There was no such thing as work-life balance then. A woman who worked outside the home simply had to be Supermom and do it all without complaining. So I did—for a while. Then I realized it was unfair and started enlisting my children to do some of the housework. But the male-female roles were relatively stuck. My first husband and I were divorced about that time after 18 years—not because of life balance, but because a teenage marriage rarely lasts forever. Four years later I remarried. I have often joked that I was taken with Alex because he cooked and had a housekeeper once a week. (He does have many other fine qualities too! )

In truth I work too much—always have and probably always will–and for me balance is in doing what I love.

In your new and 4th book, “No Excuses” you argue that the doors are open for women but it is women who are not taking the initiative to walk through them or break the glass ceiling. Why do you believe that women are the ones holding themselves back?

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Tuesday, 9/28/10 at 11 AM Pacific Time on VoiceAmerica Business Channel
Head Over Heels: Women’s Business Radio

Listen NowWomen’s Relationship to Power
and Leadership

Women have a very complicated relationship to power. Is it possible that women keep themselves back from parity? My guest, Gloria Feldt, has studied this topic and it is the subject of her newest book, No Excuses:9 Ways Women Can Change the Way We Think About Power.
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Missed the Live Shows? Past Episodes are available On Demand and Podcast Ready.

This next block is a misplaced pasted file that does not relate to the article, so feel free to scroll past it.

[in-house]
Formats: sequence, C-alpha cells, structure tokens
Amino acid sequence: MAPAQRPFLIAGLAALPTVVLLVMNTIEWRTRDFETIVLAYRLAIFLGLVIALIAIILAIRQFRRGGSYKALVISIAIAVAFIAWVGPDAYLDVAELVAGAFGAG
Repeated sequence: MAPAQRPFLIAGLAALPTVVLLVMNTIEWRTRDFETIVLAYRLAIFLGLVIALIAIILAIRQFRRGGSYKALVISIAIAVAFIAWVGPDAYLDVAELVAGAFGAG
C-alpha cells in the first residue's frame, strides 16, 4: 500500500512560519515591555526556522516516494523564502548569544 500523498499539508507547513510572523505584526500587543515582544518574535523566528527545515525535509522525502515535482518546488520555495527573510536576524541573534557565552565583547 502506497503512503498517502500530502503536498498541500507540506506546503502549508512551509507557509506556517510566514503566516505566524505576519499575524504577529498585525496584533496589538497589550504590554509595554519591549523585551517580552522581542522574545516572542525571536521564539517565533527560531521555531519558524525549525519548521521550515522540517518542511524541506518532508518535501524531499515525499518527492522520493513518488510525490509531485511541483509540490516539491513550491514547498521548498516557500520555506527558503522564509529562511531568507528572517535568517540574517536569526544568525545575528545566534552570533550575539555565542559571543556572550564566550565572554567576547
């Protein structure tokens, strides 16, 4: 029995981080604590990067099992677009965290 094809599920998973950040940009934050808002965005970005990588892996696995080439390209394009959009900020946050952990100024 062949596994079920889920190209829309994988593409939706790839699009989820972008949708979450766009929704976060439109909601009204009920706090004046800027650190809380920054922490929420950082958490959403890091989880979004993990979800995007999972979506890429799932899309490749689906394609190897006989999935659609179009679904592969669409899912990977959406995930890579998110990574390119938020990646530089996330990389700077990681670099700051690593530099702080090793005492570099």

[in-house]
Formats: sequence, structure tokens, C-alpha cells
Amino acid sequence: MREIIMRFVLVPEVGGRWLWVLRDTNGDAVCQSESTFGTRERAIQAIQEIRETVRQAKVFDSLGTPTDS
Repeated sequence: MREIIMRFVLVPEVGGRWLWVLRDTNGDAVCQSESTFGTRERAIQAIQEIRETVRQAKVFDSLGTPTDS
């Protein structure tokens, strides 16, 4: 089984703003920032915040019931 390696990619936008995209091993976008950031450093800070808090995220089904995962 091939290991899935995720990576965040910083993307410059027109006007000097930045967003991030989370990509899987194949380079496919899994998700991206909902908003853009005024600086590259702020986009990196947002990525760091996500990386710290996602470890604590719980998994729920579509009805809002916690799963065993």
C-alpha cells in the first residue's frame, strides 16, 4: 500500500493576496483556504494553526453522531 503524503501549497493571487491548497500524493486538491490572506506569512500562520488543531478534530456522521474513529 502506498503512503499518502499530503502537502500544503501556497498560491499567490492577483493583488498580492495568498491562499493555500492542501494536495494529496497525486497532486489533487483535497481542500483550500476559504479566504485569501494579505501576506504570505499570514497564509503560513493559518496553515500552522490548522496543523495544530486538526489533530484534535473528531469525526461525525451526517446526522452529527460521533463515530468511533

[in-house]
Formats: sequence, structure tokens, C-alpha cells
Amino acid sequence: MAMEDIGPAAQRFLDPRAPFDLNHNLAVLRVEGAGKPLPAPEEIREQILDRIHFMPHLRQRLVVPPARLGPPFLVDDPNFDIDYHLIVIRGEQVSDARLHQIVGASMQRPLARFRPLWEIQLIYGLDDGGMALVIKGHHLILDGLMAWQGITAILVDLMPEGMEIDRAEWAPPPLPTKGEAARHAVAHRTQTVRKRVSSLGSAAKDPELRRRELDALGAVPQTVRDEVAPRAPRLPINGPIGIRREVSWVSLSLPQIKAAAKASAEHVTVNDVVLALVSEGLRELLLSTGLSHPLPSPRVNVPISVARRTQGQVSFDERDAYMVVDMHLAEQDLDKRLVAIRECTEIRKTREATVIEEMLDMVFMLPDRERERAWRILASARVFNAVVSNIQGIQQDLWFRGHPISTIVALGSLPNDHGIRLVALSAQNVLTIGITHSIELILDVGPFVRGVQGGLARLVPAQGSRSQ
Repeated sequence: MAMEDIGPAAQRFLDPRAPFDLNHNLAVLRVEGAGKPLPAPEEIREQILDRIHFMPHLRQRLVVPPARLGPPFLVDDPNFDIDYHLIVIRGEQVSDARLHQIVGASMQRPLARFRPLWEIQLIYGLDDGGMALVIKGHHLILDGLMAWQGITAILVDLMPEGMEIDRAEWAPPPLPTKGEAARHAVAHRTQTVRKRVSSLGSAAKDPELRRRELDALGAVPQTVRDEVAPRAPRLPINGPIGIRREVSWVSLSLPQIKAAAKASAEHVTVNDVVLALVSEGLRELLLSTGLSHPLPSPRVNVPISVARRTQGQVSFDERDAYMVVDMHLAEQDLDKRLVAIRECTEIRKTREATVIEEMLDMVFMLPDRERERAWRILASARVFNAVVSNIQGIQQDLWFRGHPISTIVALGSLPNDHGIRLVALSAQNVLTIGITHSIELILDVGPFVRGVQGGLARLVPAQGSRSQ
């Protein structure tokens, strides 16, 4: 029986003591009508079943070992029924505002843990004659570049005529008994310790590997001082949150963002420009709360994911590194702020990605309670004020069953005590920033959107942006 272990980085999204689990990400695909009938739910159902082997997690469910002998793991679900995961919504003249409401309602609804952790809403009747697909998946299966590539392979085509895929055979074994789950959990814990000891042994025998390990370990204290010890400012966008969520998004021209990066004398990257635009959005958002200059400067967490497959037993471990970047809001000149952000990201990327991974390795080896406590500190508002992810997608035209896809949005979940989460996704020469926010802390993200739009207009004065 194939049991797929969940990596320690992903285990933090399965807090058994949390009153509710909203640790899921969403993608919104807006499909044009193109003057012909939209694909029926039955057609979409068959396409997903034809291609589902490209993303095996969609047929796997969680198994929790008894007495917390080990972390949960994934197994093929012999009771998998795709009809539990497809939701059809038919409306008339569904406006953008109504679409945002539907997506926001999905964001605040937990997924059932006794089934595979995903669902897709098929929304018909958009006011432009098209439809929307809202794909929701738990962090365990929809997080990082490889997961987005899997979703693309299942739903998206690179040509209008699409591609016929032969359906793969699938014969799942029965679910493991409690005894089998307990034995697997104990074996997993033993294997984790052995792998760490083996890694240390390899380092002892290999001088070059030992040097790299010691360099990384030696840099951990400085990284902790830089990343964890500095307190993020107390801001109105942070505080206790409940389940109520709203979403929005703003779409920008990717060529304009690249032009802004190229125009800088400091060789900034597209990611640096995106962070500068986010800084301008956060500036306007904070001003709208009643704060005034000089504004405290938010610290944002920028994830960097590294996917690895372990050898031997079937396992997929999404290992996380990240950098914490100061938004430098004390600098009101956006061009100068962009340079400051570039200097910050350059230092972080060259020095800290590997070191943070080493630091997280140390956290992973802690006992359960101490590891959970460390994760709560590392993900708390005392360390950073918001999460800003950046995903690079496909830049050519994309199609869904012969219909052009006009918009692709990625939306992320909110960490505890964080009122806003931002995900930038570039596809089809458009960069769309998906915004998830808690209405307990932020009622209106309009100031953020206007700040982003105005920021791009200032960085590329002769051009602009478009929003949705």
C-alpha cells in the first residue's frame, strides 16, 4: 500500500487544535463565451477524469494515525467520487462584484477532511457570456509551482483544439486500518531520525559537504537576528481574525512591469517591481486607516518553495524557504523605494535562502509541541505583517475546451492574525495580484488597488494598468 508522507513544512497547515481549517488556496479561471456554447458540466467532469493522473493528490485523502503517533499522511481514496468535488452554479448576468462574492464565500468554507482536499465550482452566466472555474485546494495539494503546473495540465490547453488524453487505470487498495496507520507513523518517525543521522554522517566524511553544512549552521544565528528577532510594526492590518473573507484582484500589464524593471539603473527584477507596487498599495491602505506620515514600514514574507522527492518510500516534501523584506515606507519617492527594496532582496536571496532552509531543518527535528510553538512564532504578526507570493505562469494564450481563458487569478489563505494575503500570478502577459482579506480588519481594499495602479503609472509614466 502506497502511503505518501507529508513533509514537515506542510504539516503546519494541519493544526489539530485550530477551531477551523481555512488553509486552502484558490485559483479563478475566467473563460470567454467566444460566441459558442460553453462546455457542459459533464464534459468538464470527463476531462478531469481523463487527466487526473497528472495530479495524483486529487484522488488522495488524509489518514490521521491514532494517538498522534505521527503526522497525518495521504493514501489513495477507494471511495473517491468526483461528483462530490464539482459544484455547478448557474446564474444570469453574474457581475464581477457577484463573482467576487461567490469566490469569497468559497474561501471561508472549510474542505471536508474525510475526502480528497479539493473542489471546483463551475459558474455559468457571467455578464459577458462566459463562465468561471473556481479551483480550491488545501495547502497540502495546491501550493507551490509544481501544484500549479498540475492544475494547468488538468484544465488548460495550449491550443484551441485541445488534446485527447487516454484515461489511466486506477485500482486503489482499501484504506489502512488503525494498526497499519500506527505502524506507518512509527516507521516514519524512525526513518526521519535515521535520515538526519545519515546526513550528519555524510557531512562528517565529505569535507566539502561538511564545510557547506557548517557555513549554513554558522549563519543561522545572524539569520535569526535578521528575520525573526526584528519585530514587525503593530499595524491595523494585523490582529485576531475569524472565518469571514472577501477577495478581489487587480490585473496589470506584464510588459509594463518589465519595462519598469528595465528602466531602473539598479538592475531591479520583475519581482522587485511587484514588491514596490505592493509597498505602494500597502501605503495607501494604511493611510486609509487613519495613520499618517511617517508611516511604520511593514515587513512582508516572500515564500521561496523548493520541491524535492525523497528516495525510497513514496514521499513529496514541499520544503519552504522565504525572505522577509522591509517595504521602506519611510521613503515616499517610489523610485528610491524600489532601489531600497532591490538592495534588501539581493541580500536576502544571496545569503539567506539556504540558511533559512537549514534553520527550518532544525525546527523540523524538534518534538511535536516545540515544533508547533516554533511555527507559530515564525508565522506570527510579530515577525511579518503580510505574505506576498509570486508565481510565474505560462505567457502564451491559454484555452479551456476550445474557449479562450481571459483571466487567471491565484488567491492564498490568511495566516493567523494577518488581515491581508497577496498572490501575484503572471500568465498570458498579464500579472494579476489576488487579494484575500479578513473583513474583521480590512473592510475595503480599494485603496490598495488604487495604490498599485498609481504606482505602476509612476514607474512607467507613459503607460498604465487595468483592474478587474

Listen Live to
VoiceAmerica Business

Be sure to tune in to Head Over Heels: Women’s Business Radio with Bonnie Marcus

Tuesday, 9/28/10 at 11 AM Pacific Time on VoiceAmerica Business Channel

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PunditMom Joanne Bamberger hosted a very fun get together for DC area bloggers last week. I had a chance to tell them about No Excuses: 9 Ways Women Can Change How We Think About Power and to ask for their publicity suggestions and their support in getting the word out. This guest post appeared Friday, September 17, 2010 Friday, September 17, 2010, on I’m Not the Nanny, a blog written by Thien-Kim aka Kim. I was so touched by it that I asked Kim if I could re-post her comments here on Heartfeldt. She kindly let me share her post with you.

In the midst of diapers and runny noses, sometimes I forget that a world outside of mothering exists. I have gone days without reading or watching the news. (Thank goodness Twitter keeps me in the loop.) Some days I don’t even try leaving my apartment. It doesn’t seem worth the fight to get the kids dressed and the snacks packed to go on a outing.